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election, Africa had the highest proportion for the posts of president and secretary general, while Oceania ranked the highest for treasurer and other executive committee posts.The results did, however, highlight that the level of electoral competition within the system is somewhat limited. The questionnaire responses for NOCs in the study indicate that on average, approximately 60-70% of all elections for the top three posts are uncontested, often with the incumbent standing unopposed. This has significant repercussions for the election of women since new candidates (and in most posts women, by definition, would be in this category)are underrepresented. While the quantitative data provide insights into what is happening within Olympic organisations in terms of progress towards gender equity, the qualitative data from interviews with women who have had the experience of submitting themselves to election and working within such organisations provide important insights into how and why gender equity initiatives work or not. As previously indicated, 36 in-depth interviews were conducted, lasting between 40 minutes and two hours. Three of the principal themes to emerge from the interviews were recruitment processes, electoral experiences and gendered styles.With regards to recruitment processes, perhaps the most striking feature was the emergence of a small number of cases of appointment of candidates to executive committees on the basis of competencies rather than through election. The former is a common approach in the appointments to company boards in the business world and is significant for the recruitment of women who are able to provide objective evidence of relative skills and experience, but who might be less likely to be elected or even to submit themselves for election by a male dominated electorate. One of our interviewees had been recruited onto her NOC because of her skills and experience in industry; she subsequently became head of her NOC in a short period of time on the basis of the relevance of her experience and abilities to the needs of the role.When it came to electoral experiences, women generally found putting themselves forward for election a slightly uncomfortable experience. Of course, this may also be true of some men, and it is not necessarily true for all of the female interviewees. However, the nature of the experience for many interviewees was clearly influenced by the fact that the electorate is predominantly male within general assemblies for NOCs, continental assemblies and IFs and similar meetings being dominated by men. Data published in the 2010 NOC Annual Review - undertaken by the IOC's NOC Relations Department - indicate (from a survey question with a 35% response rate) that while Oceania and the Americas had general assemblies with 23% and 21% female membership respectively, the figures for Africa (12%), Europe (11%) and Asia (11%) remain relatively low. Women thus find themselves outnumbered by their male counterparts in the electorate, as well as being outnumbered as candidates, a context which can provide a potentially intimidating environment.The issue of the extent to which men and women adopt different leadership and management styles, which has been debated in the management literature for some time, also emerged during the interviews. Masculine styles are characterised as, for example, "ambitious, dominant, forceful, independent, daring, self-confident, and competitive", while feminine styles are described as, "helpful, kind, sympathetic, interpersonally sensitive, nurturing" (Eagly and Johanneson-Schmidt, 2001). Of course, men can adopt feminine, and women masculine, styles and a tendency was noted by some interviewees of women once "inside" the organisation to adopt a more masculine style in adapting to the norm. However, as interviewees indicated, the adoption of what might be regarded as a more consensual or more participative approach, one which was more democratic than autocratic in orientation, does not imply any sacrificing of commitment to achieving effective outcomes. Gendered styles of management can represent a significant component of organisational culture, which in turn can have a major impact on how comfortable individuals feel in an organisational setting and how effective they may be in performing their organisational role. Interviewees reported both positive and negative examples of organisational culture Right For the first time, women will compete in every sport on the Olympicprogramme, as women's boxing makes its debut in 2012and reflected also on how mixed gender organisations often operate in a very different way to those which are predominantly male. In seeking to explain the influences and mechanisms which explain gender inequity, we conceptualised the relevant issues as falling into three sequential elements, namely: the general pre-election context; the process of the elections; and the post-election experience of women. The three themes 58 OLYMPIC REVIEW OLYMPIC RESEARCH CORNER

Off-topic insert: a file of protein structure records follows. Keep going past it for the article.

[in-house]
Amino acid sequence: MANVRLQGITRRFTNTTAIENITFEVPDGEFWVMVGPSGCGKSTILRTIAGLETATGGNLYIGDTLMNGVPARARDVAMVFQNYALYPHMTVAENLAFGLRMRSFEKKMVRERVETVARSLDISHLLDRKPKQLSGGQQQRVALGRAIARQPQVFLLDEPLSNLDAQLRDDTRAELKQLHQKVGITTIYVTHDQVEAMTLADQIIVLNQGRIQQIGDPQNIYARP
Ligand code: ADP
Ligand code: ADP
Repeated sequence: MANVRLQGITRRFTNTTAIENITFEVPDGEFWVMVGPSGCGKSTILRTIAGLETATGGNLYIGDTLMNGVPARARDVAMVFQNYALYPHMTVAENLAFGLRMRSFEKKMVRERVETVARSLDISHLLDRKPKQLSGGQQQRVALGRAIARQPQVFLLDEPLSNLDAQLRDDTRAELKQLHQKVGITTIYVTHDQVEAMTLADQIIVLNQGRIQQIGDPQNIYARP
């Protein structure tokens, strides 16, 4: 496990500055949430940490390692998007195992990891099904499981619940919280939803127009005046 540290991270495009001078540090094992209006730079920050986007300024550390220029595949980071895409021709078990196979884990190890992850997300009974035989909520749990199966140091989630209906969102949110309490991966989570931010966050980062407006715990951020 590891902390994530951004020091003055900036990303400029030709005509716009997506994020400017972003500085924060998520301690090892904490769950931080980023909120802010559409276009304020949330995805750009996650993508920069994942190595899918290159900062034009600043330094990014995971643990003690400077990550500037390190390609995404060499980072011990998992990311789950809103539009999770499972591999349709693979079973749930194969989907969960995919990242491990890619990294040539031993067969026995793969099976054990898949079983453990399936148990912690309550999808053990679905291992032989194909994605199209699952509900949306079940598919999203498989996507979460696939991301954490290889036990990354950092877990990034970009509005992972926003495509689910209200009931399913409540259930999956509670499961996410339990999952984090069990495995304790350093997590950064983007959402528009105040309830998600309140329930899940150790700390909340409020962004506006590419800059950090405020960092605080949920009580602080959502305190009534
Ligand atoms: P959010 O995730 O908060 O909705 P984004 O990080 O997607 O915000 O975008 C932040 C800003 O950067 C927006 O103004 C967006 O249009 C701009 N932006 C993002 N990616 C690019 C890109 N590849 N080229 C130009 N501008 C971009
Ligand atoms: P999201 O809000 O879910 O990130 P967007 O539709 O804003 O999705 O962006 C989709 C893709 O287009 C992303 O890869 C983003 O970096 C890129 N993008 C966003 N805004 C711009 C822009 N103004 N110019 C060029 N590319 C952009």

selected are representative of issues at each of the three stages and thus provide examples of the tasks to be faced in addressing the gender equity issue.This article can only provide a brief insight into the findings of the study, which aimed to provide information and evaluate progress on the implementation of the IOC policy in relation to women's leadership in the Olympic Movement. By evaluating the processes of recruitment of women to decision-making structures and exploring the views of both women executive committee members and NOC secretary generals on the implementation and impact of the policy, it is clear that there is still work to be done with regards to gender equality in decision-making bodies. This study represents the analysis and views of the authors rather than those of the IOC or the Centre for Olympic Studies and Research. The full report can be found in the documents section of ? Ian Henry is Professor and Director of the Centre for Olympic Studies & Research at Loughborough University. His research interests include Olympic policy and management, gender and equity in the Olympic movement. He is currently working on an evaluation of the studies of Olympic legacy for the London 2012 Games.OLYMPIC REVIEW 59OLYMPIC RESEARCH CORNER